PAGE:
Filed under: politics
For the past 6 months or so I have been delivering leaflets for the local Liberal Democrat party, and as you might imagine, the number of leaflets has increased recently, anyone would think there was an election on.
- Some people have driveways that are far too long
- Some people have too many steps.
- It’s a great time for listening to audio books, I like SciFi myself, perhaps a little Cory Docterow?, or Kim Stanley Robinson. Red Mars is an epic story and I can’t wait to listen to the next 2.
- Always open the inner letterbox flap by inserting you hand palm up, if you don’t, you might end up scratching your knuckles.
- Don’t ben too worried about dogs, unless they’re waiting for you on the other side of the letterbox you’ll have plenty of time to make your getaway.
- Marks and Spencer carrier bags are not strong enough, you’ll be lucky to get a half a round out of it before one of the handles goes. Blackburn Rovers store bags survive a few rounds.
- Keep your back straight while walking, don’t slouch.
- Make sure the leaflets go the whole way through, don’t leave them sticking out. My Paperboy training came in really useful here.
- Push other leaflets through too.
- Don’t be tempted to remove opposition leaflets if they’re poking out.
- Don’t drop your elastic bands.
- Take a drink.
- Don’t try and teach your son to ride his bike at the same time, you’ll get nowhere.
Do you have any tips? Any advice for fellow leafleteers?
I wrote to Angela Smith asking her not to rush through the Digital Economy Bill, here is the 2nd response I got, the first being a letter explaining my letter had been forwarded to another department.
Here is the letter in full:
07 April 2010
Our Ref: Digital Economy Bill
Thank you for your recent email concerning the digital economy bill and the prospect of this bill becoming legislation.
Although I would have voted in favour of the bill at its second reading, none of the opposition parties provided any opposition to advancing the bill. As a consequence of this, no vote was held and so the bill progressed to committee stage unopposed. I do however feel compelled to explain the reasons why I was in favour of the bill’s passage at second reading.
It is the case that businesses crucial to the UK’s media and technology economy will greatly benefit from the implementation of the bill. Such companies include Channel 4, whose main benefit would be an extension of its public service remit. The Bill will legally require Channel 4 to invest in film, thereby securing its already considerable commitment to this medium.
The other provision I strongly support is that relating to the strengthening of online protection of children and young teenagers. There have been numerous cases of children downloading information, using internet gaming and using social networking sites without their parents’ supervision or permission. The internet is one of the most influential and therefore powerful tools in the world, and there is little doubt that this level of unregulated and free information can have dangerous consequences on an impressionable mind.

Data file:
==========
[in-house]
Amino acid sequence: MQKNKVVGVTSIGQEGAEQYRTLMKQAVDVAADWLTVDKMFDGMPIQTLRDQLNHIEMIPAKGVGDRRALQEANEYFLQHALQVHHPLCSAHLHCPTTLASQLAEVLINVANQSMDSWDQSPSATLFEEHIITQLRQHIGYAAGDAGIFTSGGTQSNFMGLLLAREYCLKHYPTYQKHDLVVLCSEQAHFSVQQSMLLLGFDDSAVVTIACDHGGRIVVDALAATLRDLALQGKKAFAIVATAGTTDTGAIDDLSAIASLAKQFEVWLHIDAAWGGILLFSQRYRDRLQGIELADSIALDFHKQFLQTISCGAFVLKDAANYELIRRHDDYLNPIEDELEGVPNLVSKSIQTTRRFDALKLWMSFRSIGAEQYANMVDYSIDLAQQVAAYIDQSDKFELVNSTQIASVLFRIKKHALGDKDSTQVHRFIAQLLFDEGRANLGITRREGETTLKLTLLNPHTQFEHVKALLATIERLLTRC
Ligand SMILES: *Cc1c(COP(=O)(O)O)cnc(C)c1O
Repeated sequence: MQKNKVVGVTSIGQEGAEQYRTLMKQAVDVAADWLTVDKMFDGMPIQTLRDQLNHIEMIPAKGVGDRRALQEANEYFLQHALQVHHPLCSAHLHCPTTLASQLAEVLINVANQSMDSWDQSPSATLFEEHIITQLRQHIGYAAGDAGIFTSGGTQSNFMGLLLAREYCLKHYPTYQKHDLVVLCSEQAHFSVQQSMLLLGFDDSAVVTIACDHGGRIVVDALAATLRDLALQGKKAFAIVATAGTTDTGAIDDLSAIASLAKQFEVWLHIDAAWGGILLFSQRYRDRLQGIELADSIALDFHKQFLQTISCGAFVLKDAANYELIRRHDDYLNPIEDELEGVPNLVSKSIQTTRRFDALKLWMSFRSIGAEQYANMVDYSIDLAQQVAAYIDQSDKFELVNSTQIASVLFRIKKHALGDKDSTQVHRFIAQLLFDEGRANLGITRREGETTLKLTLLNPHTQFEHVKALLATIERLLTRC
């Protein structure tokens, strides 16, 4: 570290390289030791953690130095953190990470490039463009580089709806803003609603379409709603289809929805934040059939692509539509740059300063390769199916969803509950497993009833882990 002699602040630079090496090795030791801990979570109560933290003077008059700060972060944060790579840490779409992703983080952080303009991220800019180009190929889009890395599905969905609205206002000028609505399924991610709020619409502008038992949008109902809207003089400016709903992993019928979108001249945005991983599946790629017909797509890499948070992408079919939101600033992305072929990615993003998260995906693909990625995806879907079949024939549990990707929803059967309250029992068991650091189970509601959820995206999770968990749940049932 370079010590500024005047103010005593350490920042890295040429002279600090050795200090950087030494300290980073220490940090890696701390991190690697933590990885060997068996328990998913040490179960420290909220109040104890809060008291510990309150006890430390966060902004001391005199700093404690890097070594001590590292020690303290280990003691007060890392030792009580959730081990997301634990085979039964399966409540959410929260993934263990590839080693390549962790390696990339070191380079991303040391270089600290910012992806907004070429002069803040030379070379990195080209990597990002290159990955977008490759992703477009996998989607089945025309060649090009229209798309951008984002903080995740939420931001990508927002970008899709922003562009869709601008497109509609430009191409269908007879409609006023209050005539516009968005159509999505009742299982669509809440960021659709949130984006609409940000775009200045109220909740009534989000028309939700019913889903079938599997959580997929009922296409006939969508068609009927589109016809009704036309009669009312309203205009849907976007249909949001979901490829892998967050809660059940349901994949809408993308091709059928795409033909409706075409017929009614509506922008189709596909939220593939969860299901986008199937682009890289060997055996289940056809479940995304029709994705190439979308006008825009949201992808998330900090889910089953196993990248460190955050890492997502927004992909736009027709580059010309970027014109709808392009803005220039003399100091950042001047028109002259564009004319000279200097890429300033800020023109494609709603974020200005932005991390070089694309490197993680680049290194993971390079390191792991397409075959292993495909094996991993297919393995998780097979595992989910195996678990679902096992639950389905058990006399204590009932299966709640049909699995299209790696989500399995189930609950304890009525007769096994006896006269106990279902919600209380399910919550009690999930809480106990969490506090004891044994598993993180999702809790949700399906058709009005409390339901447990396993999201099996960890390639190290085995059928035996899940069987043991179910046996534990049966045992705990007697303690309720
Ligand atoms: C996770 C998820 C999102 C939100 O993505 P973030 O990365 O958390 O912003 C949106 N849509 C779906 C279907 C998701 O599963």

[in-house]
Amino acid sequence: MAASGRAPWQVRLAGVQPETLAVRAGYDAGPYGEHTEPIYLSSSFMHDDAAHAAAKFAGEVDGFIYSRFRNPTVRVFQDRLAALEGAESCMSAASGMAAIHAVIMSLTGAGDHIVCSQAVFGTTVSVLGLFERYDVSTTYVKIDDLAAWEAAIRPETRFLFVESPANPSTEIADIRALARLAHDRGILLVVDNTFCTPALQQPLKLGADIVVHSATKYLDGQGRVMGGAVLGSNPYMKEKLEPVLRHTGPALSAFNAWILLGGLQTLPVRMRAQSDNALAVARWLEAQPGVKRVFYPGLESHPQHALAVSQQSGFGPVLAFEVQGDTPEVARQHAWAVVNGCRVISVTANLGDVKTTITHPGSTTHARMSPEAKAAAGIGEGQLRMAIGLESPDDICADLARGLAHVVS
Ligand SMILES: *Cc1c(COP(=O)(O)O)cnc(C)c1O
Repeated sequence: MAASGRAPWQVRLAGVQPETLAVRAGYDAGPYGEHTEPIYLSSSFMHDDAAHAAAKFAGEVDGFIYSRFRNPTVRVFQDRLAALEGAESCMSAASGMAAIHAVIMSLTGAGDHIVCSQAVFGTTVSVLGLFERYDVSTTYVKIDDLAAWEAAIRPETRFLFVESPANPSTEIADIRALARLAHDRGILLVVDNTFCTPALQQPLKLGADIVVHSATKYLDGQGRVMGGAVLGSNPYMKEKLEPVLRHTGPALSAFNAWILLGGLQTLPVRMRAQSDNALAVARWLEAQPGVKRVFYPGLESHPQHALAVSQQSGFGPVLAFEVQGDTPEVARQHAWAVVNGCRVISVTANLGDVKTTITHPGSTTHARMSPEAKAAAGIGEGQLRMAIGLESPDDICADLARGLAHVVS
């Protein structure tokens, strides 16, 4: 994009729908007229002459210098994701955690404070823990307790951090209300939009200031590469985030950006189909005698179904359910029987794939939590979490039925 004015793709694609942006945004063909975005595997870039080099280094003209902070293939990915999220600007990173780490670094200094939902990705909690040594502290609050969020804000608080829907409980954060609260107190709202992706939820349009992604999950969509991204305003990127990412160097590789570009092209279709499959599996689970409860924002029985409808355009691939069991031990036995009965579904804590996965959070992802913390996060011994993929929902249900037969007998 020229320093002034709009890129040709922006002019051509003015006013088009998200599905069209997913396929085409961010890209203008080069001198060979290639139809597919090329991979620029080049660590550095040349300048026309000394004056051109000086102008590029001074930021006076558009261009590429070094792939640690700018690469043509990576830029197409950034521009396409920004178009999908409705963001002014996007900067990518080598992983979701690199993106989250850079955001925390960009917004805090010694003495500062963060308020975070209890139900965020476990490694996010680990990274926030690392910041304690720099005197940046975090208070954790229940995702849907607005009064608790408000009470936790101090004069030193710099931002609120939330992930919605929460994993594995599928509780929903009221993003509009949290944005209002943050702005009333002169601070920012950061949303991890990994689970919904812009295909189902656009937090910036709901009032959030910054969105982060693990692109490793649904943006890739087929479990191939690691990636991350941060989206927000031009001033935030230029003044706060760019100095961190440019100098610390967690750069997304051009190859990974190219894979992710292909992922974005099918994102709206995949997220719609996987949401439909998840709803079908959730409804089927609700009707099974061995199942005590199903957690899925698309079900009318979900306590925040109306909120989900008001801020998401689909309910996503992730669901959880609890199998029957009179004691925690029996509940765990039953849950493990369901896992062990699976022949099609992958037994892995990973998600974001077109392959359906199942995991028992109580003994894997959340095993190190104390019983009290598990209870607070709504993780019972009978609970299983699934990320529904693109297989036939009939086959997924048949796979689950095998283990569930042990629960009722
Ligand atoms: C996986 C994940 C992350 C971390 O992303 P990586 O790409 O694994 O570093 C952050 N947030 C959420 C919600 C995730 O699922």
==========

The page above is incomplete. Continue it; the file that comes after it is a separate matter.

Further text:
A major area of controversy that the bill seeks to readdress would be the issue of online gaming. Rather than there being two regulatory boards examining and classifying the suitability of games, there would now be just one, avoiding the confusion on gaming suitability that currently exists. Secondly, the bill would put in place a strict procedure when games rated for ages 12, 16 and 18 are supplied to people under these ages, as it simplifies and clarifies the law on age-related status for retailers, parents and children, ensuring that children are not exposed to any material that is not deemed appropriate for them. Finally, it will create an age ratings system harmonised across 30 European countries so that children will not become exposed to offensive gaming material from other countries. Whilst the majority of research conducted on the internet is useful and informative, I believe that where we can take reasonable measures to protect children then this action should be taken.
It is also the case that the Bill has been thoroughly debated in the Lords and amended in relation to the provisions on copyright. It is my understanding that a clear and effective appeal mechanism has been put in place and that before Regulations could be implemented there would be full consultation and Parliamentary scrutiny.
Angela Smith MP
So in short, my MP would have voted for the bill because it had a couple of provisions in it that protected children, regardless of how many bad provisions there are in the bill. Surely that is a reason NOT to vote for it and hold it over for proper debate and proper consultation in the next parliament!
Update: As Saul pointed out on Twitter, the last paragraph says it all “It is also the case that the Bill has been thoroughly debated in the Lords“, an unelected and unaccountable body, and that is one of the complaints against the bill.
I’ll update the post when I send a reply.